I recently had the pleasure of being a judge at the second annual FECC, the Family Enterprise Case Competition held in Burlington, Vermont, hosted by the University of Vermont’s (UVM) School of Business Administration. I was invited by Dann van der Vliet, one of the co-founders of the event, who also runs the University’s Family Business Initiative.
Case competitions have become a pretty big deal over the past decade, so it may be surprising to learn that UVM’s event is the only one on the planet to focus exclusively on Family Enterprise. When I was doing my MBA at Ivey (UWO) we did hundreds of cases, but I can’t remember any that were about family businesses.
When I got to the Burlington Hilton I could feel the nervous energy of dozens of young people, as they prepared to make their presentations to the panels of judges that afternoon. For the first case, they had had a week to prepare, so this was actually going to be the easiest one they had to crack. The rest of the competition was going to be a game of “beat the clock”, with only 3 hours of preparation time for each case.
There were multiple teams of Undergraduates from schools in the US, Canada, and Mexico, as well as entries from Chile, Malaysia, the Netherlands. The Graduate category (MBA students) added even more international flavour, with two US schools up against teams from Sweden, Colombia, and Italy. There were 19 teams in 5 divisions, with only the top teams in each division moving on to the finals after 3 days of intense pressure.
I was only judging the first day’s case presentations, the Mother Myricks’s Confectionary case, which had many of the judges wondering aloud about why it was chosen for a family business case competition, since it was a company with only the husband and wife, and no kids in the business.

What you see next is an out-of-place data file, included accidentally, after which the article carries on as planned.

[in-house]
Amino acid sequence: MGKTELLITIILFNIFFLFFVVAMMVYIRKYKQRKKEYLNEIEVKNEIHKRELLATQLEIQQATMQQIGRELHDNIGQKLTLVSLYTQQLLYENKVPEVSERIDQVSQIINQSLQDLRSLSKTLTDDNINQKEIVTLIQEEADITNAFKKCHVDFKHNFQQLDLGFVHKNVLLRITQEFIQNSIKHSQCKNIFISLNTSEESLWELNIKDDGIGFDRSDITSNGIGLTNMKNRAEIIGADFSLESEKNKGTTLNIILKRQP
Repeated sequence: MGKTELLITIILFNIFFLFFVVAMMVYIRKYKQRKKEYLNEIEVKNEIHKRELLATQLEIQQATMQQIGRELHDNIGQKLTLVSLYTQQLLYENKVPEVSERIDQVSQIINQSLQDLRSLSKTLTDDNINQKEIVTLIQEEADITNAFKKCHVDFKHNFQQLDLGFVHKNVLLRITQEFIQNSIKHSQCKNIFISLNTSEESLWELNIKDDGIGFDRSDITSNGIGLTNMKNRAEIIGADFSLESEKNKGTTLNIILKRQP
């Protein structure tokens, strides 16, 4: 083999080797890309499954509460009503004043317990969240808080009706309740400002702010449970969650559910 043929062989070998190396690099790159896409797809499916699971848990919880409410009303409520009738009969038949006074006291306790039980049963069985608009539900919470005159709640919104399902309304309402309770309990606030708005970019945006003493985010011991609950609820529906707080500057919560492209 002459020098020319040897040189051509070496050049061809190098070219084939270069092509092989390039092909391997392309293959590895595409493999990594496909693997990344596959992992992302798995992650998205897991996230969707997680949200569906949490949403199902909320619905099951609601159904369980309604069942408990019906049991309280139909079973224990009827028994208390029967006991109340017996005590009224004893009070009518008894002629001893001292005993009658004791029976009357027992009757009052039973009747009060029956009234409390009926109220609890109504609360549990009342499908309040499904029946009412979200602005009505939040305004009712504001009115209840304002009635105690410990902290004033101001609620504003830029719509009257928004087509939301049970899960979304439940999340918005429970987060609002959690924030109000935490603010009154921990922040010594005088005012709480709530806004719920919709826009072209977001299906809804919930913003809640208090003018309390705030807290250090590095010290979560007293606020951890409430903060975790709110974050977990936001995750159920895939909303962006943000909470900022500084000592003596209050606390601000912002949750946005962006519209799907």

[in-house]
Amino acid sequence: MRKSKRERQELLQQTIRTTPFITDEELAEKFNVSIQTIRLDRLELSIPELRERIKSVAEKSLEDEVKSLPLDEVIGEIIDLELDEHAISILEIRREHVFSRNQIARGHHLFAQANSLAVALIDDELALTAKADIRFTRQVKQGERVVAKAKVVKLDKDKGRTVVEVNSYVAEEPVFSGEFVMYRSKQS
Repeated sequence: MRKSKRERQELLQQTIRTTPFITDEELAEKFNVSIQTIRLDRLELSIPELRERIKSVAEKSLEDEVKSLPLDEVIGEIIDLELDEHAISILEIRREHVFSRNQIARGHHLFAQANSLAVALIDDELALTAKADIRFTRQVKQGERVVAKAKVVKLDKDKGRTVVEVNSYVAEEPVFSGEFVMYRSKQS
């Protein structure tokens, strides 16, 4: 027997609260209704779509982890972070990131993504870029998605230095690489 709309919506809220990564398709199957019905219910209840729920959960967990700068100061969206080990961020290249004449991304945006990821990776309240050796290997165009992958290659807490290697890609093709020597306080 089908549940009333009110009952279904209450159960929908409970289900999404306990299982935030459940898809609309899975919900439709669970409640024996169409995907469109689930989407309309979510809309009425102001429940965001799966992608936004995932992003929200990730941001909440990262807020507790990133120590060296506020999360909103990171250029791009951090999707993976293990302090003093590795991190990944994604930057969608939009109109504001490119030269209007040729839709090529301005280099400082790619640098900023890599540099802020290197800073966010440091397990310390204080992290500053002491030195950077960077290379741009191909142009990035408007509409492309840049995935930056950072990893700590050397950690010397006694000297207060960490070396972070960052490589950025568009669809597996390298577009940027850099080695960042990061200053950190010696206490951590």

The undergrad division that I was judging featured schools from Canada (2), Mexico, and the Netherlands. I can tell you that I was quite impressed by all of the students. If my kids can present like that when they get to University, I will certainly be proud.
Each team had only 30 minutes to explain their recommendations, and that included 10 minutes of Q & A at the end. They walked in and introduced themselves to the judges, we introduced ourselves to them, and off they went with their Powerpoint slides and their well-prepared pitches. They seamlessly handed things off to one another and made sure everyone got about the same amount of airtime.
The Q & A was the best part, since it gave us a chance to probe things from a different angle than the one that they had prepared. We had been asked to go easy on them the first day (something about not wanting to make anyone cry), but the last team we saw did such a great job that I could not resist asking a tough question, because it was clear that they would be getting first place on that day regardless.
During the feedback to that team, I mentioned that I felt comfortable asking them a tough question, to which the student who answered it replied “Which question was the tough one?” I was not surprised to learn that that team made it to the finals, but finished out of the medals.
The undergrad winners were from the John Molson School of Business at Concordia in Montreal, while the graduate winners were from Jonkoping University in Sweden.
I hope to be part of it again next year.